Cracked heels can be attributed to various factors, including inadequate nutrition and vitamin deficiencies. Several vitamins play essential roles in maintaining healthy skin, and their deficiencies can contribute to dryness and cracking. For instance, vitamin E acts as an antioxidant, protecting skin cells from damage and promoting moisture retention. Vitamin C is vital for collagen synthesis, which helps maintain skin elasticity and integrity. Similarly, vitamin A supports skin cell turnover and repair, preventing dryness and fissures. Deficiencies in these vitamins, often stemming from poor dietary intake or underlying health conditions, can weaken the skin's barrier function and make it more susceptible to cracking in areas of high pressure like the heels. To address cracked heels caused by vitamin deficiencies, incorporating nutrient-rich foods into the diet or taking supplements under medical supervision can help promote skin health and prevent further complications. Cracked heels can be uncomfortable, and if you have this condition, it is suggested that you are under the care of a podiatrist who can offer you prescribed medication and any other treatment necessary for relief.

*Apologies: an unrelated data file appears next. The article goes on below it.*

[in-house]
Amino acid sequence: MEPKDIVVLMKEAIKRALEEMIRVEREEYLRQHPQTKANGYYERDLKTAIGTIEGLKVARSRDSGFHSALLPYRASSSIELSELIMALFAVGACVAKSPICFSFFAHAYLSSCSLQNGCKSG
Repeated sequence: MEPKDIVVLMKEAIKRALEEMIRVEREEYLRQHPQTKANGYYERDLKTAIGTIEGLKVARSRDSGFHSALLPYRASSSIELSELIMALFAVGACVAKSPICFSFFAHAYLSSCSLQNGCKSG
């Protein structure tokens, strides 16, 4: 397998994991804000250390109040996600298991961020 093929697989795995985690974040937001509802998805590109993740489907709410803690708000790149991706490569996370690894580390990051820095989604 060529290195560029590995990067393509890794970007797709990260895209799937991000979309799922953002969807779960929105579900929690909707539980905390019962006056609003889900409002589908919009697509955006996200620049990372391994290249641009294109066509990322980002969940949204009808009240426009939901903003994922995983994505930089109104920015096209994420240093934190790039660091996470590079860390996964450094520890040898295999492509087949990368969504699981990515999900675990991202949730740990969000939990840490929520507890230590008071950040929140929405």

If the skin on your feet starts to crack, you may want to see a podiatrist to find treatment. If you have any concerns, contact Gabe Rodriguez, DPM from Sioux Falls Foot Specialist. Our doctor can provide the care you need to keep you pain-free and on your feet.

Cracked Heels

It is important to moisturize your cracked heels in order to prevent pain, bleeding, and infection. The reason cracked heels form is because the skin on the foot is too dry to support the immense pressure placed on them. When the foot expands, the dry skin on the foot begins to split.

Ways to Help Heal Them

  • Invest in a good foot cream
  • Try Using Petroleum Jelly
  • Ease up on Soaps
  • Drink Plenty of Water

Ways to Prevent Cracked Heels

  • Moisturize After Showering
  • Skip a Shower
  • Keep Shower Water Lukewarm
  • Don’t Scrub Your Feet

If you are unsure how to proceed in treating cracked heels, seek guidance from a podiatrist. Your doctor will help you with any questions or information you may need. 

If you have any questions, please feel free to contact our office located in Sioux Falls, SD . We offer the newest diagnostic and treatment technologies for all your foot care needs.

Read more about Solutions for Cracked Heels
Tuesday, 07 May 2024 00:00